The discovery of these large volumes of water-ice on Mars will be very important to the future colonization, and manned missions to mars. This ice will serve as drinking water, and as a source of energy, which will be used in hydrogen fueled vehicles. This will defiantly reduce costs for such future missions because fewer supplies will have to be shipped to the red planet.

On Earth, such buried glaciers in Antarctica preserve traces of ancient organisms. So these Martian glaciers might also serve as a place to look for fossil evidence of past life on Mars. In addition to fossil life, localized heating due to volcanism may have melted some ice, which could provide an environment for microorganisms to evolve.

The discovery of subsurface glaciers on Mars will help us understand the processes which evoke climate change on Earth, provide a place to gather food and fuel for future missions to Mars, and could be one of the best places to look for signs of ancient organisms. Indeed, these will be places which will be thoroughly explored by rovers, Landers, and eventually, by mankind.

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Thursday, October 2nd, 2008 by Evan Finnes

On October 6th the MESSENGER spacecraft will perform a Mercury flyby for the second time this year. MESSENGER (MErcury Surface, Space, Environment, GEochemistry and Ranging) will fly past Mercury at an altitude of 201 km while taking over 1200 images of the cratered surface.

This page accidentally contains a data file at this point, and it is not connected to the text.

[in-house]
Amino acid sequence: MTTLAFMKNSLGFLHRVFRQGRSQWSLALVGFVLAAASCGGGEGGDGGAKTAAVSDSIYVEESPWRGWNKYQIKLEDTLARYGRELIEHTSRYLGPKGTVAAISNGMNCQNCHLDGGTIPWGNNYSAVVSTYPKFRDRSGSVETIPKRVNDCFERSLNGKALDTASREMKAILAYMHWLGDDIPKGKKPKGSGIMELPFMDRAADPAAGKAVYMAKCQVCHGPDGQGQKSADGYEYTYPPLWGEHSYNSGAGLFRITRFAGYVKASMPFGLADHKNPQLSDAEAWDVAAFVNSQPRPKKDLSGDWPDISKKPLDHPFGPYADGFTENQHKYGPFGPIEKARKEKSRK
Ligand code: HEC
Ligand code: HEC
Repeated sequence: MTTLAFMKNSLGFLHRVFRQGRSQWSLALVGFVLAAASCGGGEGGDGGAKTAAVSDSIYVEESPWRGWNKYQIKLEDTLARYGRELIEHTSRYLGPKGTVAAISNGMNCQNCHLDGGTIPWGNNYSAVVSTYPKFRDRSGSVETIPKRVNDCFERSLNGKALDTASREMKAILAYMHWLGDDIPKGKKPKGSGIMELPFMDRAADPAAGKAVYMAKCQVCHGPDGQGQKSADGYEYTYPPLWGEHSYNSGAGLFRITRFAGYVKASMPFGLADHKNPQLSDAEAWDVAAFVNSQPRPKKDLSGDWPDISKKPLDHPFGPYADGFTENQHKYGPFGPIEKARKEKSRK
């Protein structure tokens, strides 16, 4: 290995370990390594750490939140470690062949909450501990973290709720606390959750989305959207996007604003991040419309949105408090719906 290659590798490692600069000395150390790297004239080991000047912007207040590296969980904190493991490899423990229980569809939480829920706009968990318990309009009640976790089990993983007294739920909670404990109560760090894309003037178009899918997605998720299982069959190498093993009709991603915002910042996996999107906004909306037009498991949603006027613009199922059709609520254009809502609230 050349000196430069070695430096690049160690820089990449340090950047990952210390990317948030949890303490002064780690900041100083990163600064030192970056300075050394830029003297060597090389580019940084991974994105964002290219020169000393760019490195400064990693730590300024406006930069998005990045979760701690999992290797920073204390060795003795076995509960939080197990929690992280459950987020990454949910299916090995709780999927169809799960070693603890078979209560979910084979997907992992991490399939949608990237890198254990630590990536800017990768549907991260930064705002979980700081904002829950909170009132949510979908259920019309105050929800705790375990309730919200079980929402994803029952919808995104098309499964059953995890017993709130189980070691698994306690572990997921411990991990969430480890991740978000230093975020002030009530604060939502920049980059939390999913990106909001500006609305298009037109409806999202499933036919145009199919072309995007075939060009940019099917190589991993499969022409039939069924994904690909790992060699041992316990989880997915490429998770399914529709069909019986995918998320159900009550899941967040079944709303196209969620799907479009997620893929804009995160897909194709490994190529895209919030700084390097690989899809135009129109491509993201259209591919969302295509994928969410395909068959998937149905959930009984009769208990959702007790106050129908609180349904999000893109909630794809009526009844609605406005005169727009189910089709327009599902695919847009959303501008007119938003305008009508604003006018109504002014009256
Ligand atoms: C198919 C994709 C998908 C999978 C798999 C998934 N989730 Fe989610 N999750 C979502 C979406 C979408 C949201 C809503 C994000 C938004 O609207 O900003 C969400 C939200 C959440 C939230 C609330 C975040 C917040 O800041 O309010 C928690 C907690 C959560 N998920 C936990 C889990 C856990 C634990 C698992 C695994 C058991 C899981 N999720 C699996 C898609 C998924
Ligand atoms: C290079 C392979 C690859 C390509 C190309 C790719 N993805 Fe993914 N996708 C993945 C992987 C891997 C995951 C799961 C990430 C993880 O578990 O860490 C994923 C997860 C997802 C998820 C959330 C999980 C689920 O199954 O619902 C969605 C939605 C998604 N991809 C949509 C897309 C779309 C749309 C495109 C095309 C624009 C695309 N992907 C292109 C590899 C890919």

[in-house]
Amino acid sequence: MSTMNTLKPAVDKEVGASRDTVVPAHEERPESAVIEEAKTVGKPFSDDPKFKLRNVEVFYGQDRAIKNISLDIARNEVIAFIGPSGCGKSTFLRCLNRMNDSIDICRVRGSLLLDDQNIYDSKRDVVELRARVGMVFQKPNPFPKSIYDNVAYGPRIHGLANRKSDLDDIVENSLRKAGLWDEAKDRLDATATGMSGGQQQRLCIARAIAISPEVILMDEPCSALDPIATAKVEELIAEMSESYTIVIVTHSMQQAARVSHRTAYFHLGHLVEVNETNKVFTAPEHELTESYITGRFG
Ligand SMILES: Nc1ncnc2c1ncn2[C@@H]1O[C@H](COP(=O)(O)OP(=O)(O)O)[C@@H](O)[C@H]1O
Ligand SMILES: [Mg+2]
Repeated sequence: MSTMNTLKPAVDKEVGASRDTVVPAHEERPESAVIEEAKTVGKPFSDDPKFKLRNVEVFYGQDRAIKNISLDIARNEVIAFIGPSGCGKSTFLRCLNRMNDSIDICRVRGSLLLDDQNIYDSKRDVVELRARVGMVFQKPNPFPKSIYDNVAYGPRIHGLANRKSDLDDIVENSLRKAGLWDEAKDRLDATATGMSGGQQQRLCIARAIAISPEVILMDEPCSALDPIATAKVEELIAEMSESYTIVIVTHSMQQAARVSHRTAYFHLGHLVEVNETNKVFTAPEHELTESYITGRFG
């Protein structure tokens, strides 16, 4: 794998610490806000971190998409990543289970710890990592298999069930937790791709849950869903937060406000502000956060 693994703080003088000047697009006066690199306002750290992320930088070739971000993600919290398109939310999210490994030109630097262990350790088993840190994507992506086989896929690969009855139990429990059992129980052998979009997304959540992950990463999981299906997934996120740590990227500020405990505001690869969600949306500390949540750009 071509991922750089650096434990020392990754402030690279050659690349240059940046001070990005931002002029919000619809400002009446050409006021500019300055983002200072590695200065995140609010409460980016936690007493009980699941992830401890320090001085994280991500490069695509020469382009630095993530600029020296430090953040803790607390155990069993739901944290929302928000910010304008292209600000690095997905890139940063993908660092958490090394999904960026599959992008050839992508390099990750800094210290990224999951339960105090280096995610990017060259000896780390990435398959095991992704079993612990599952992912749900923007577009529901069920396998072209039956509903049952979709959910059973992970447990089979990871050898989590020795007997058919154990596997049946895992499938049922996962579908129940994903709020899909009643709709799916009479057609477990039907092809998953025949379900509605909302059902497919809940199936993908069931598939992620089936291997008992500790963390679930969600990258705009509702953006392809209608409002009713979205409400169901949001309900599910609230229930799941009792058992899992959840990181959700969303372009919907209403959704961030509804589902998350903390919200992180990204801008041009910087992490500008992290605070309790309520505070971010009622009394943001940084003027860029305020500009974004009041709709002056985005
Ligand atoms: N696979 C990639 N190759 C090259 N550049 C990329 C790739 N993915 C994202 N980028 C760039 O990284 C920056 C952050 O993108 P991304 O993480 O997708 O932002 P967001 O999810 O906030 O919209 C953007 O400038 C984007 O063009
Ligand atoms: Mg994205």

The spacecraft made its first flyby on Jan 14th, during which it took over 1200 photos, and made several startling discoveries. Some of which demonstrated that the innermost planet is not as similar to the Earth’s Moon as once was believed. MESSENGER photographed craters which are very different from the craters on the Moon. For instance, the Caloris basin is a crater with a diameter of approximately 1545km. The floor of this crater has a surface which is more reflective than the material surrounding the crater. This is exactly opposite of the Moon, whose crater floors are darker than the surrounding material. MESSENGER also observed that Mercury’s magnetic field has changed since it was first observed by Mariner 10. MESSENGER also observed large cliffs which contain ancient faults, these faults act as a recording of the paleotectonics which occurred early in the planets history. MESSENGER also observed the mineral makeup of the planet’s surface, and discovered sodium and hydrogen in the planets exosphere.